In this roundup of short stories within Houston startups and tech, three Houston startups across health care, space, and sports tech have some news they announced recently.

Houston digital health company launches new collaboration

Koda Health has a new partner. Image via kodahealthcare.com

Houston-based Koda Health announced a new partnership with data analytics company, CareJourney.

"This collaboration will aim to develop benchmarking data for advance care planning and end-of-life metrics," the company wrote on LinkedIn. "Koda will provide clinical and practice-based expertise to guide the construction of toolkits, dashboards, and benchmarks that improve ACP programs and end-of-life outcomes."

Koda Health announced the partnership in November..

“Beyond the checkbox of a billing code or completed advance directive, it’s important to build and measure a process that promotes thoughtful planning among patients, their care team, and their loved ones,” says Desh Mohan, MD, Koda's chief medical officer, in the post.

CareJourney was founded in 2014 in Arlington, Virginia.

"I'm hopeful next-generation quality measures will honor the patient’s voice in defining what it means to deliver high quality care, and our commitment is to measure progress on that important endeavor," noted Aneesh Chopra, CareJourney's co-founder and president.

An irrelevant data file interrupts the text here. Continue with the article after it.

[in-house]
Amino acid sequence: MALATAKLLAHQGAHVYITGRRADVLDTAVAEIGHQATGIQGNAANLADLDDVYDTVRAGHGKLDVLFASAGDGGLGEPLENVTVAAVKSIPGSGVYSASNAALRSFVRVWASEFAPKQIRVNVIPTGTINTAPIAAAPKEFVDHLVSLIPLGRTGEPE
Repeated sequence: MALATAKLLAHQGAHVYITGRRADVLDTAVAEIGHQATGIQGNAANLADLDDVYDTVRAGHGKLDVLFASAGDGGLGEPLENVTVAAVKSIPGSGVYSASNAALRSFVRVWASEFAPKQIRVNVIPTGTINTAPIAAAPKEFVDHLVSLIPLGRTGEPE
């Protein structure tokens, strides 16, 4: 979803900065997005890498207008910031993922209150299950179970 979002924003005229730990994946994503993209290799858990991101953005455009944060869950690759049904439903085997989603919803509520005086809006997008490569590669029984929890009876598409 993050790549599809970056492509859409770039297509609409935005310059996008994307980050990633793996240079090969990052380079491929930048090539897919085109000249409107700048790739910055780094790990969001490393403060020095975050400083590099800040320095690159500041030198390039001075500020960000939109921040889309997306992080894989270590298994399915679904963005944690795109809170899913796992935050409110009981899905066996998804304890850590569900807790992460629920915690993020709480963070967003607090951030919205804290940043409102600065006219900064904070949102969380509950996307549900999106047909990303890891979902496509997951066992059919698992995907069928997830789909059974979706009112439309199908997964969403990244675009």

Sports tech startup raises $500,000 pre-seed investment

BeONE Sports has created a technology to enhance athletic training. Photo via beonesports.com

Houston-founded BeONE Sports, an athlete training technology company, announced last month that it closed an oversubscribed round of pre-seed funding. The company announced the raise on its social media pages that the round included $500,000 invested.

Earlier in November, BeONE Sports completed its participation in CodeLaunch DFW 2022. The company was one of six finalists in the program, which concluded with a pitch event on November 16.

Space tech company snags government contracts

Graphic via cognitive space.com

The U.S. Air Force has extended Houston-based Cognitive Space’s contract under a new TACFI, Tactical Funding Increase, award. According to the release, the contract "builds on Cognitive Space’s work to develop a tailored version of CNTIENT for AFRL to achieve ultimate responsiveness and optimized dynamic satellite scheduling via a cloud-based API.

The $1.2 million award follows a $1.5 million U.S. Air Force Small Business Innovation Research award that the company won in 2020 to integrate CNTIENT with commercial ground station providers in support of AFRL’s Hybrid Architecture Demonstration program.

“The TACFI award allows Cognitive Space to continue supporting AFRL’s vitally important HAD program to help deliver commercial space data to the warfighter,” says Guy de Carufel, the company’s founder and CEO, in the releasee. “CNTIENT’s tailored analytics platform will enable HAD and the GLUE platform to integrate modern statistical approaches to optimize mission planning, data collection, and latency estimation.”